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Keene State Architecture Major Connor Bell Builds Model for Library Addition

Connor Bell (l) and George Scott with their model of the proposed addition to...
Connor Bell (l) and George Scott with their model of the proposed addition to the Keene Public Library and the Annex (Heberton Hall)

When the Keene Public Library decided that it could overcome its space limitations, create room to integrate new technologies, and offer more resources and opportunities to the community by building a connection to and renovating the Library Annex (the former Heberton Hall), it realized it had a problem. How would it get potential supporters excited about the $5 million project? How would it make them understand just what it had in mind? Computer drawings and printed flyers just wouldn’t have the impact the Library knew it needed.

Library trustee and retired mechanical engineer George Scott knew it would take a 3-D scale model to make the kind of impression that would encourage the local community to get behind the project. “I have had experience in fund raising and know the value of a model of the proposed building to focus potential donors on what they will be getting with their donation,” Scott said.

Scott had experience building models, but those were made from plywood and nails – very impractical materials for the detailed model he envisioned. So he approached Keene State Professor of Architecture Donna Paley and asked her to recommend a student who could work with him to create a scale model that captured the architect’s (Tappé Architects of Boston) design as accurately as possible. Prof. Paley introduced him to Connor Bell, a third-year architecture student from Northwood, New Hampshire, and Scott hired him to help.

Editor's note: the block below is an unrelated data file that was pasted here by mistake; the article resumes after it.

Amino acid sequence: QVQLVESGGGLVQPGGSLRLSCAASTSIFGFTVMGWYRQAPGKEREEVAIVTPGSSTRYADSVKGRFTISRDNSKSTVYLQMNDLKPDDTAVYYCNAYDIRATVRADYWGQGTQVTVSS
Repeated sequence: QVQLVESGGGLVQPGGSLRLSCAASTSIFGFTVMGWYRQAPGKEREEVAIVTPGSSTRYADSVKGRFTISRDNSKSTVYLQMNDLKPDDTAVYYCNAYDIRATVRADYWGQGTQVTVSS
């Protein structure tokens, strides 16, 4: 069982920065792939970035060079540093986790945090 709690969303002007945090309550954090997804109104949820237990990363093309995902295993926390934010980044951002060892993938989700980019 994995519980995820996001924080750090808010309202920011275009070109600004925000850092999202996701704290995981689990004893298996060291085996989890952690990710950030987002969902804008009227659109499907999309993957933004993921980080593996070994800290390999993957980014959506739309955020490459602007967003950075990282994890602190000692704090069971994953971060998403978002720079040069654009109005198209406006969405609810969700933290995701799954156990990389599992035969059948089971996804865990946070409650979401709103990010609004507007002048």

“Connor taught me how to build with paste board and 3/16” foam core, materials familiar to architects,” Scott said. “He knew about glues and how to join walls at corners.”

Bell, a full-time student passionate about gaining architecture experience and earning funding for his education, found it a real challenge to put the long hours into the project, but somehow he made it work, thereby earning Scott’s respect for his diligence, craftsmanship, problem-solving skills, and uncanny time management.

A photo of the model doesn't do it justice. Stop by the Keene Public Library and see the real thing.
A photo of the model doesn't do it justice. Stop by the Keene Public Library and see the real thing.

The duo began working on the model last May, finishing it in early October, just in time for the public phase of the fundraising campaign. The reproduction offers amazing detail: brick exterior, windows with panes, interior stairways, and interior floors that can be removed to show the rooms below. Stop by the library to see this masterful work of art.

“I learned a lot more than someone might think,” Bell recalled. “I was given the plans of the design right off the bat, and I was able to decipher what materials, dimensions, and textures we would need. Architectural models are becoming an endangered species in firms these days, probably because of their inconvenience to build. However, I’m an advocate for using models in both the design process and the presentation, because having the physical object that in front of you can convey a sense of design that a digital model or two-dimensional plan really can’t.”

And it’s about more than just the architecture. Bell, a stellar reflection of Keene State’s motto of “Wisdom to make a difference,” is also involved in designing, and eventually building, a pre-primary school for a village in Uganda. “During the many hours I spent in the studio working on this model, I had the same feelings as I did in Uganda,” he said. “There is need all around us, and if I can contribute just a small portion of my skills to be able to make a difference, then that is enough for me.”